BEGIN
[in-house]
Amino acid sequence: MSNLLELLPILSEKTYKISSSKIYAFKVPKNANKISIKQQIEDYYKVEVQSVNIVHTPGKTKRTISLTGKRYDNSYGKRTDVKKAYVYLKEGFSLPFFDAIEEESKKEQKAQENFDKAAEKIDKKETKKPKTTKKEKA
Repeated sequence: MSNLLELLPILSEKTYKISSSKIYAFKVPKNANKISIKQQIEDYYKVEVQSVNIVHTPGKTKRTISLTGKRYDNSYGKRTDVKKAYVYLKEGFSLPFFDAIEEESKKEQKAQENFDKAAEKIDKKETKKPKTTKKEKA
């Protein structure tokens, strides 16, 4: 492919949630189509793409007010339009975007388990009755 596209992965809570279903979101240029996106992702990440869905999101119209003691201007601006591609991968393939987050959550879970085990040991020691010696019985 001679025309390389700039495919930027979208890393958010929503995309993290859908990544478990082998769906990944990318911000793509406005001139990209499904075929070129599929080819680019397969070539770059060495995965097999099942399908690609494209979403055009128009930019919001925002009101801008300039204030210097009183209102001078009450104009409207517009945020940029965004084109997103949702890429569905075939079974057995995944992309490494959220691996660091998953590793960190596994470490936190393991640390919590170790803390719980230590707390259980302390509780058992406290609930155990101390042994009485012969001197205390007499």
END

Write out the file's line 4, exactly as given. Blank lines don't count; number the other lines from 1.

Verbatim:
């Protein structure tokens, strides 16, 4: 492919949630189509793409007010339009975007388990009755 596209992965809570279903979101240029996106992702990440869905999101119209003691201007601006591609991968393939987050959550879970085990040991020691010696019985 001679025309390389700039495919930027979208890393958010929503995309993290859908990544478990082998769906990944990318911000793509406005001139990209499904075929070129599929080819680019397969070539770059060495995965097999099942399908690609494209979403055009128009930019919001925002009101801008300039204030210097009183209102001078009450104009409207517009945020940029965004084109997103949702890429569905075939079974057995995944992309490494959220691996660091998953590793960190596994470490936190393991640390919590170790803390719980230590707390259980302390509780058992406290609930155990101390042994009485012969001197205390007499």